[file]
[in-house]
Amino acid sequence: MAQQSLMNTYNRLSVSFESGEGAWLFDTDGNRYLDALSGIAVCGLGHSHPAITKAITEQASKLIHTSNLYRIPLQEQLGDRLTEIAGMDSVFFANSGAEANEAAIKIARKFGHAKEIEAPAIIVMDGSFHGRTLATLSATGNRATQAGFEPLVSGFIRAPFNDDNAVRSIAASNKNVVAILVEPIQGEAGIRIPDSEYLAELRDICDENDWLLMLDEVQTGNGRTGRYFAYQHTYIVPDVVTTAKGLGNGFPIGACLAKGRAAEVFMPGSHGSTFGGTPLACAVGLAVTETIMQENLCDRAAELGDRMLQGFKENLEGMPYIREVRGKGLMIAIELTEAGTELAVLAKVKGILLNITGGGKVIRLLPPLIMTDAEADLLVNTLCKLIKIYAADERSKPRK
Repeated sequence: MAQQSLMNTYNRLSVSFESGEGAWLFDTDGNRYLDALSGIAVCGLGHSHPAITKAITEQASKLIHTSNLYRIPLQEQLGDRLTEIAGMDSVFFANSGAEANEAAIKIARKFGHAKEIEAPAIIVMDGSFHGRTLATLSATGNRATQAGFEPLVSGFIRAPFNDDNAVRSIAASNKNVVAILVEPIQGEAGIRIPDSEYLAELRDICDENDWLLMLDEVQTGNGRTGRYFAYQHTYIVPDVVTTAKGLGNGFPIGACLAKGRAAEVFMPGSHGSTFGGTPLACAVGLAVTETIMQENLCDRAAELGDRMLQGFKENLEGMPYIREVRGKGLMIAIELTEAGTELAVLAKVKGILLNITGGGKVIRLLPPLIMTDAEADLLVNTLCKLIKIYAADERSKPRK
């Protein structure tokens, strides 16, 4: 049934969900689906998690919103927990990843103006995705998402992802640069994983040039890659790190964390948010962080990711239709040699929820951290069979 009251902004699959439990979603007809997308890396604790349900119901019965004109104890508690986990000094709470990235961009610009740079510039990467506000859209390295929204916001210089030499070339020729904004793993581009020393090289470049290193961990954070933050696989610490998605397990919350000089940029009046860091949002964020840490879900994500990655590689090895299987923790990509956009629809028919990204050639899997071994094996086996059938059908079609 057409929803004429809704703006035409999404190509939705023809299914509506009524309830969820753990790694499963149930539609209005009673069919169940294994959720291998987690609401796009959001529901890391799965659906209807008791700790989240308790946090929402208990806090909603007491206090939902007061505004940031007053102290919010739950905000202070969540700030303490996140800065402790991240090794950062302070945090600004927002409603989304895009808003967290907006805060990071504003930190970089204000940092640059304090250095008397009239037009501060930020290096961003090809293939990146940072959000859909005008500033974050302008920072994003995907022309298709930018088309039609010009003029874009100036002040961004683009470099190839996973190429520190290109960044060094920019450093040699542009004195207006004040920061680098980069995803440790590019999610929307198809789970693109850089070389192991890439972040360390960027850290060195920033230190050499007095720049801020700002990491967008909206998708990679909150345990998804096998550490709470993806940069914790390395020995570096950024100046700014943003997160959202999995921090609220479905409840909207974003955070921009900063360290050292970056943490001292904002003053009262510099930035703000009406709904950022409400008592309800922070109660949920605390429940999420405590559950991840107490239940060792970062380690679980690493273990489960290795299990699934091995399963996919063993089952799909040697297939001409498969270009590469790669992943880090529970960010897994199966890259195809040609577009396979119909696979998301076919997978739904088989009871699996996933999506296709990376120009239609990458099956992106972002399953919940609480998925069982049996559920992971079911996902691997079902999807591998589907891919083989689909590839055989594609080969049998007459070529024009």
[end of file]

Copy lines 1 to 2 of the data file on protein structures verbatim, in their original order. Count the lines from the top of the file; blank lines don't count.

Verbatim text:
[in-house]
Amino acid sequence: MAQQSLMNTYNRLSVSFESGEGAWLFDTDGNRYLDALSGIAVCGLGHSHPAITKAITEQASKLIHTSNLYRIPLQEQLGDRLTEIAGMDSVFFANSGAEANEAAIKIARKFGHAKEIEAPAIIVMDGSFHGRTLATLSATGNRATQAGFEPLVSGFIRAPFNDDNAVRSIAASNKNVVAILVEPIQGEAGIRIPDSEYLAELRDICDENDWLLMLDEVQTGNGRTGRYFAYQHTYIVPDVVTTAKGLGNGFPIGACLAKGRAAEVFMPGSHGSTFGGTPLACAVGLAVTETIMQENLCDRAAELGDRMLQGFKENLEGMPYIREVRGKGLMIAIELTEAGTELAVLAKVKGILLNITGGGKVIRLLPPLIMTDAEADLLVNTLCKLIKIYAADERSKPRK